Then in 2010, Gaffney found Local Roots, a market in nearby Wooster that saved the farm. The local-foods co-op allows as many as 150 producers to stock its shelves six days a week, year-round. Customers can buy milk, cheese, meat and produce from any combination of producers and pay at a central checkout. And the farmers receive 90 percent of the purchase price, nearly three times what they would get if they sold it to a wholesaler. “We were so happy,” says Gaffney, who now sells almost all of her meat and produce through Local Roots. “We won’t be slaves. We will be able to make a business.”
Local Roots is a new kind of co-op. It helps small farmers such as Gaffney make ends meet. It also caters to customers who like the idea of buying local but find visits to farmers markets and weekly buying clubs, such as community-supported agriculture (CSA) programs, inconvenient.
Launched two years ago in a renovated warehouse off Wooster’s main drag, the market is thriving. On a recent visit, the shelves were stocked with potatoes, Jerusalem artichokes, arugula, nine varieties of apples, grass-fed milk, jam, maple syrup and locally milled flour. And this is the slow season.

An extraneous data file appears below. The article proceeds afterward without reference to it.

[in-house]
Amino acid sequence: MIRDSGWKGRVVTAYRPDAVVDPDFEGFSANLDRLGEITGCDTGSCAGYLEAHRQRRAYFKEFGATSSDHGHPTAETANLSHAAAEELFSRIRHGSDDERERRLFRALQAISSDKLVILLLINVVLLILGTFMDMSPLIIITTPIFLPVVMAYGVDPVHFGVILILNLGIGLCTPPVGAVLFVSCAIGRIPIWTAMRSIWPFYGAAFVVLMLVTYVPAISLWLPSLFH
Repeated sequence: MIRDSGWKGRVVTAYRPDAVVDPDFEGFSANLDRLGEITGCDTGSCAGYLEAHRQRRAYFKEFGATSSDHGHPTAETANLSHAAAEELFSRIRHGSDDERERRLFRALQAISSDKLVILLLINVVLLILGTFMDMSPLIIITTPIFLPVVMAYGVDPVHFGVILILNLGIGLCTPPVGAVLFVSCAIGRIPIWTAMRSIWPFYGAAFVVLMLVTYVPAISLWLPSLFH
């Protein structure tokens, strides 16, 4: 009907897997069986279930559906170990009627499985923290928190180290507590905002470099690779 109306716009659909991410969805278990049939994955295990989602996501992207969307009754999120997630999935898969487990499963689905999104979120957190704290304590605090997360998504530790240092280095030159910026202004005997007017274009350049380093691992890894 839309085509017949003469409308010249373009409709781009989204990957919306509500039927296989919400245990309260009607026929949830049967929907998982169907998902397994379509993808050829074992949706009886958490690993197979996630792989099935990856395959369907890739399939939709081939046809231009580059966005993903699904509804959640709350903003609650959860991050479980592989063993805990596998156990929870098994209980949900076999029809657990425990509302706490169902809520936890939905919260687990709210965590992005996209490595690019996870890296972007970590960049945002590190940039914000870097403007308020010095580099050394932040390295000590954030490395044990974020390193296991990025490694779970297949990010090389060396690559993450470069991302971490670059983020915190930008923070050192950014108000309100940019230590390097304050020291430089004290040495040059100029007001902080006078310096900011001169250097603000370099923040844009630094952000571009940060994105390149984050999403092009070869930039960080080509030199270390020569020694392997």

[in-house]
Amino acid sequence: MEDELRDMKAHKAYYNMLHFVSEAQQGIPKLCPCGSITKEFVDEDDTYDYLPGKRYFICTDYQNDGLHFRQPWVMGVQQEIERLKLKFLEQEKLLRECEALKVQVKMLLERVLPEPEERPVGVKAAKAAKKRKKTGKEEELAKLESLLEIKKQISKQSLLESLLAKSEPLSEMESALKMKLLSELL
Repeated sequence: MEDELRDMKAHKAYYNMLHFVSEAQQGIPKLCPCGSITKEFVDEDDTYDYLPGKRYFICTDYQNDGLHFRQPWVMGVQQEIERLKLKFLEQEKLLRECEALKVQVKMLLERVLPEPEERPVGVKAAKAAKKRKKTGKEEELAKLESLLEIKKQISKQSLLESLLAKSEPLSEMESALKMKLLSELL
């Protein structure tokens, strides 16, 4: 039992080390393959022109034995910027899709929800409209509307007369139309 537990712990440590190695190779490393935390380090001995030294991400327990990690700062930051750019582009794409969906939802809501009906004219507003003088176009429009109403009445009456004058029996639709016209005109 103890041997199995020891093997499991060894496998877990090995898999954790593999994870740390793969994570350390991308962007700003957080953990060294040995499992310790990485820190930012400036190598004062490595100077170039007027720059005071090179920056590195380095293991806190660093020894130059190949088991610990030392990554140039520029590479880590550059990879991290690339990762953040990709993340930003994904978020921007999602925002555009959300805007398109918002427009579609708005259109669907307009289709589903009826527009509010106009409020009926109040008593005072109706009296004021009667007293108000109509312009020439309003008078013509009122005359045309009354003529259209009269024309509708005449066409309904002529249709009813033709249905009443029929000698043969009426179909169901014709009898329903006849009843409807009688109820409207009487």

To date, the co-op has grossed about $750,000 and is making a profit. The founders have added a small cafe and soon will build a community kitchen, where producers and entrepreneurs can preserve and can seasonal foods. This month, Local Roots helped to open a second market — what it calls a “sprout” — in Ashland, about 25 miles away.
Wooster is not an obvious place for a local-foods co-op. The city is home to just 26,000 people. And this is not, say, Vermont or Northern California, where local food has become a cause. But Wooster does have two big advantages. The rolling hills that surround it are dotted with small farms; the county is home to one of the largest Amish populations in the country. And it has a small, dedicated group of residents who wanted a different kind of place to shop.
Local Roots’ founders are a diverse group, including farmers, agricultural researchers, teachers, a banker and an architect. In 2009, the group began meeting weekly to figure out how to build a co-op without a lot of capital — which, co-founder Betsy Anderson says, “none of us had.” That ruled out traditional retail models, where the store sources and buys all of the food up front — and loses money on whatever goes to waste. “From the beginning, we were looking at how this would all fit together so it was environmentally and economically sustainable,” Anderson says.